Confined Spaces in the Workplace Pose Often Overlooked Hazards

Many workplaces contain “confined spaces” that, while not necessarily designed to accommodate people, are large enough for workers to enter and perform certain jobs. A confined space typically has limited or restricted openings for entry or exit and is not intended for continuous worker occupancy. Confined spaces include tanks, storage bins, vaults, pits, manholes, tunnels, ductwork and pipelines.

The Occupational Safety and Health Administration (OSHA) uses the term “permit-required confined space” (permit space) to describe a confined space that:

  • May contain a hazardous or potentially hazardous atmosphere;
  • May contain a material which can engulf a worker;
  • May contain walls that converge inward or floors that slope downward and taper into a smaller area which could trap or asphyxiate a worker;
  • May contain other serious physical hazards, such as unguarded machines or exposed live wires.

Many employers are not fully aware of their responsibilities and requirements under OSHA’s general industry permit-required confined space rules regarding workers who are exposed to the hazards of confined spaces. In order to maintain full compliance with OSHA regulations, employers must identify all potential hazards, develop written safety and rescue procedures, and provide training and protective equipment to employees to eliminate or greatly reduce the risks associated with working in confined spaces.

The OSHA Training Center at Chabot-Las Positas Community College District is offering a series of courses focusing on the hazards associated with confined spaces in the workplace. The courses are designed not only to help employers and workers recognize and prevent confined space hazards but also to provide an overview of OSHA’s Permit-Required Confined Space Standard for general industry employers.

Upcoming permit-required confined space courses include:

Permit Required Confined Space Standard – OSHA 7300

An introduction to the requirements of OSHA’s Permit-Required Confined Space Standard, designed for small employers or a designated representative (line supervisor or manager) with the responsibility to develop a permit space program.

Permit Required Confined Space Entry – OSHA 2264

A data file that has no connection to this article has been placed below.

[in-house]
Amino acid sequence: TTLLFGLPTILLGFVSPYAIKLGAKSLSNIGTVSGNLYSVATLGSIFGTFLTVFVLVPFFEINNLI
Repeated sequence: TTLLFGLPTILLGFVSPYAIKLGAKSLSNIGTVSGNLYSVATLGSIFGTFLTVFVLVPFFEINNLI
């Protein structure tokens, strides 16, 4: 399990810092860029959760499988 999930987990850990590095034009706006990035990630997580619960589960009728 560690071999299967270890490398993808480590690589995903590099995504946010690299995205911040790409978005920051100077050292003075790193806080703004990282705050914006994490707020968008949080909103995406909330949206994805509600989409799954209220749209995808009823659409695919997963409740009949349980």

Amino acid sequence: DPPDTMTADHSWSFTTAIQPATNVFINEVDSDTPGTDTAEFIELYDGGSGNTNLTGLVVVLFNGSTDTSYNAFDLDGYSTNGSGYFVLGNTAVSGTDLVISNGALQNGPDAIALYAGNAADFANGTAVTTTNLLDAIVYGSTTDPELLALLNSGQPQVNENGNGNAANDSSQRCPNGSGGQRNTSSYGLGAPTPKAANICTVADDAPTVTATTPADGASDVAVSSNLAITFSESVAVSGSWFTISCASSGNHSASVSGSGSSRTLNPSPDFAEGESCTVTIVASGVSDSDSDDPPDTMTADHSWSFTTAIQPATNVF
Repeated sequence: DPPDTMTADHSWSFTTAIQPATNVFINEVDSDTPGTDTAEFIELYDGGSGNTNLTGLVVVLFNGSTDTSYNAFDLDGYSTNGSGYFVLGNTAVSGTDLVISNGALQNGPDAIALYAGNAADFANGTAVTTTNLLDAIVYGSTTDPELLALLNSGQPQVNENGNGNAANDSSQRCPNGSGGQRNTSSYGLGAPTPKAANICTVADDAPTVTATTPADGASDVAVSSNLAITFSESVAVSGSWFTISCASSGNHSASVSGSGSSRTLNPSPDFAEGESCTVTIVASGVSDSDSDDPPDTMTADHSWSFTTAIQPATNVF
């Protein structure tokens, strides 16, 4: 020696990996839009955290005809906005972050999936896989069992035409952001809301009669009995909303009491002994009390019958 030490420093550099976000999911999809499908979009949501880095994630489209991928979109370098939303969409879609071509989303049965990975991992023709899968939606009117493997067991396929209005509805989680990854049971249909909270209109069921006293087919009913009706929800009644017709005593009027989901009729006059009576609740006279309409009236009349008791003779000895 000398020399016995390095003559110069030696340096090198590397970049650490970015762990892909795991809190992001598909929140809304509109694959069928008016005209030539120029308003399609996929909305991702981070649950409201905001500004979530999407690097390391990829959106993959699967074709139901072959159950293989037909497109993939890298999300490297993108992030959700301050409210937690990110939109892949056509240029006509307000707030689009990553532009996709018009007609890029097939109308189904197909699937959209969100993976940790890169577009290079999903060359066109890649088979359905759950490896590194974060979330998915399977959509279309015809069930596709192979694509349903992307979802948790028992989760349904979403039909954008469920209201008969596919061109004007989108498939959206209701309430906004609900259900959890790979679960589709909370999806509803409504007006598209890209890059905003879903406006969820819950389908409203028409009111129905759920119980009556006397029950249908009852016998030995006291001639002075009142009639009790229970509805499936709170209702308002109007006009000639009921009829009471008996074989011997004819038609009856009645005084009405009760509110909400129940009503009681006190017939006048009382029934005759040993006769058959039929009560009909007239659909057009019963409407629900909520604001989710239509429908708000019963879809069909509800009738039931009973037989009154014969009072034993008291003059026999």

How to recognize, evaluate, prevent and abate safety and health hazards associated with confined space entry. Topics include recognition of confined space hazards, instrumentation to evaluate atmospheric hazards, ventilation techniques and practical hands-on experience with permit entry classification and program evaluation.

Confined Space Rescue Operations (40-Hour) – OTC 304

This course consists primarily of hands-on field training in how to conduct a variety of rescues in permit-required confined spaces, including how to develop and update pre-plans, conduct practice rescues, inspect and maintain equipment and coordinate with other emergency responders.

Employers who recognize potential confined space hazards, develop applicable safety procedures and provide appropriate training, equipment and supervision will not only ensure their compliance with OSHA requirements but, more importantly, help eliminate or greatly reduce the risks associated with working in confined spaces.

About the OSHA Training Center

The OSHA Training Center at Chabot-Las Positas Community College District offers high quality Occupational Safety & Health Administration standards-based training for construction, maritime and general industry at its Center in Dublin, California, as well as locations throughout California, Arizona, Nevada, Hawaii and Guam. Programs offered include OSHA safety standards, Outreach Trainer courses, Cal/OSHA standards curriculum, environmental courses and customized onsite safety training. For more information and a complete course schedule, visit the OSHA Training Center website or call (866) 936-OSHA (6742).

Comments

  1. BonobosMarcos says:

    It would seem there are quite a bit of regulations to work in small confined space. My uncle is a certified welder and has to often work in confined spaces. When he tells us about these experiences he talks about how important constant airflow is through the space since welding creates deadly gasses.

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